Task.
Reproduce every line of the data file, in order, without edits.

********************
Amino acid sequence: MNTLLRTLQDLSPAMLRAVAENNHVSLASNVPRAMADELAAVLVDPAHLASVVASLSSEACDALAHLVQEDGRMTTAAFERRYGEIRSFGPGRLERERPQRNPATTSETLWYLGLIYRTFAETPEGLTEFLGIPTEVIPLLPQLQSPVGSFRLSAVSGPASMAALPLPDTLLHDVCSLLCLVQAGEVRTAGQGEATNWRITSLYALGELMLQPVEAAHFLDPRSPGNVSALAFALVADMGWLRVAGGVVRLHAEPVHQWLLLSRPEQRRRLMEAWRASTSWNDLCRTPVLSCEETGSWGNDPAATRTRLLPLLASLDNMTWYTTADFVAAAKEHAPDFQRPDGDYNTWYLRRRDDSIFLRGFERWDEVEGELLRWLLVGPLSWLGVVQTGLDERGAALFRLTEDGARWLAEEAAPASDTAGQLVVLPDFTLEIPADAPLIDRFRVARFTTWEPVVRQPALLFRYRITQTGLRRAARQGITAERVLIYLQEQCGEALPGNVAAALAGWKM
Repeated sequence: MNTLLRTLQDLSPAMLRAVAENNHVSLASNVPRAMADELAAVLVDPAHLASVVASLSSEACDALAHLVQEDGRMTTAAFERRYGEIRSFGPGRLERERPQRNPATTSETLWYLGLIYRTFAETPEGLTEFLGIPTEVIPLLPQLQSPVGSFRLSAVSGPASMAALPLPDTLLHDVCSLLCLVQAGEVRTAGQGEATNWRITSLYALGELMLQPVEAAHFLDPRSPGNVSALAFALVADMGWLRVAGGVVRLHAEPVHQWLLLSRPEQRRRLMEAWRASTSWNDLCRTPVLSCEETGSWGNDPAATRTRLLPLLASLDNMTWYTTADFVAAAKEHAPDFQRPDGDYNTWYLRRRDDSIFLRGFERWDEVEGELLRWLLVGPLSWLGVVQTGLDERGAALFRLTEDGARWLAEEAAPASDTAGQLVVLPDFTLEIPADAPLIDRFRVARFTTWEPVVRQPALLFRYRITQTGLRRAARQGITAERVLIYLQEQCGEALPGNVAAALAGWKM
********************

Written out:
Amino acid sequence: MNTLLRTLQDLSPAMLRAVAENNHVSLASNVPRAMADELAAVLVDPAHLASVVASLSSEACDALAHLVQEDGRMTTAAFERRYGEIRSFGPGRLERERPQRNPATTSETLWYLGLIYRTFAETPEGLTEFLGIPTEVIPLLPQLQSPVGSFRLSAVSGPASMAALPLPDTLLHDVCSLLCLVQAGEVRTAGQGEATNWRITSLYALGELMLQPVEAAHFLDPRSPGNVSALAFALVADMGWLRVAGGVVRLHAEPVHQWLLLSRPEQRRRLMEAWRASTSWNDLCRTPVLSCEETGSWGNDPAATRTRLLPLLASLDNMTWYTTADFVAAAKEHAPDFQRPDGDYNTWYLRRRDDSIFLRGFERWDEVEGELLRWLLVGPLSWLGVVQTGLDERGAALFRLTEDGARWLAEEAAPASDTAGQLVVLPDFTLEIPADAPLIDRFRVARFTTWEPVVRQPALLFRYRITQTGLRRAARQGITAERVLIYLQEQCGEALPGNVAAALAGWKM
Repeated sequence: MNTLLRTLQDLSPAMLRAVAENNHVSLASNVPRAMADELAAVLVDPAHLASVVASLSSEACDALAHLVQEDGRMTTAAFERRYGEIRSFGPGRLERERPQRNPATTSETLWYLGLIYRTFAETPEGLTEFLGIPTEVIPLLPQLQSPVGSFRLSAVSGPASMAALPLPDTLLHDVCSLLCLVQAGEVRTAGQGEATNWRITSLYALGELMLQPVEAAHFLDPRSPGNVSALAFALVADMGWLRVAGGVVRLHAEPVHQWLLLSRPEQRRRLMEAWRASTSWNDLCRTPVLSCEETGSWGNDPAATRTRLLPLLASLDNMTWYTTADFVAAAKEHAPDFQRPDGDYNTWYLRRRDDSIFLRGFERWDEVEGELLRWLLVGPLSWLGVVQTGLDERGAALFRLTEDGARWLAEEAAPASDTAGQLVVLPDFTLEIPADAPLIDRFRVARFTTWEPVVRQPALLFRYRITQTGLRRAARQGITAERVLIYLQEQCGEALPGNVAAALAGWKM